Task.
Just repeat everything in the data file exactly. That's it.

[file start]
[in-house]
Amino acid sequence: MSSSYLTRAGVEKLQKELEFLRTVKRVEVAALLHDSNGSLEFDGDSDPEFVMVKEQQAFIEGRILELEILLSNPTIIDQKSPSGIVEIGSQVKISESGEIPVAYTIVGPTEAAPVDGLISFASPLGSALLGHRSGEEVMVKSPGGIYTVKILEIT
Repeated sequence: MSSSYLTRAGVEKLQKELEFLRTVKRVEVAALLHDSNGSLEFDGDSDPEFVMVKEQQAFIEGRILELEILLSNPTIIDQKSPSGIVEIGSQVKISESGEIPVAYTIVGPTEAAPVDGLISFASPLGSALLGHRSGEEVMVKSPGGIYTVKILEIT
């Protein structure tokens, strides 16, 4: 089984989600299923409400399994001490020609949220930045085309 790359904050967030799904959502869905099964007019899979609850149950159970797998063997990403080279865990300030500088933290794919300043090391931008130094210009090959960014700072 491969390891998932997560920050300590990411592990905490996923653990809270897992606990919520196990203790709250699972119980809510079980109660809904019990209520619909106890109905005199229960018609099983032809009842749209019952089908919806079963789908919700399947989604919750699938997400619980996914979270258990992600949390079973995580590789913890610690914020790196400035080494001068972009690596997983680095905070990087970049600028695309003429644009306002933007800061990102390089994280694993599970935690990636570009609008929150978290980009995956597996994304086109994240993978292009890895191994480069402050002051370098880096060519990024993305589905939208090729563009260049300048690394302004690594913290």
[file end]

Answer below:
[in-house]
Amino acid sequence: MSSSYLTRAGVEKLQKELEFLRTVKRVEVAALLHDSNGSLEFDGDSDPEFVMVKEQQAFIEGRILELEILLSNPTIIDQKSPSGIVEIGSQVKISESGEIPVAYTIVGPTEAAPVDGLISFASPLGSALLGHRSGEEVMVKSPGGIYTVKILEIT
Repeated sequence: MSSSYLTRAGVEKLQKELEFLRTVKRVEVAALLHDSNGSLEFDGDSDPEFVMVKEQQAFIEGRILELEILLSNPTIIDQKSPSGIVEIGSQVKISESGEIPVAYTIVGPTEAAPVDGLISFASPLGSALLGHRSGEEVMVKSPGGIYTVKILEIT
């Protein structure tokens, strides 16, 4: 089984989600299923409400399994001490020609949220930045085309 790359904050967030799904959502869905099964007019899979609850149950159970797998063997990403080279865990300030500088933290794919300043090391931008130094210009090959960014700072 491969390891998932997560920050300590990411592990905490996923653990809270897992606990919520196990203790709250699972119980809510079980109660809904019990209520619909106890109905005199229960018609099983032809009842749209019952089908919806079963789908919700399947989604919750699938997400619980996914979270258990992600949390079973995580590789913890610690914020790196400035080494001068972009690596997983680095905070990087970049600028695309003429644009306002933007800061990102390089994280694993599970935690990636570009609008929150978290980009995956597996994304086109994240993978292009890895191994480069402050002051370098880096060519990024993305589905939208090729563009260049300048690394302004690594913290």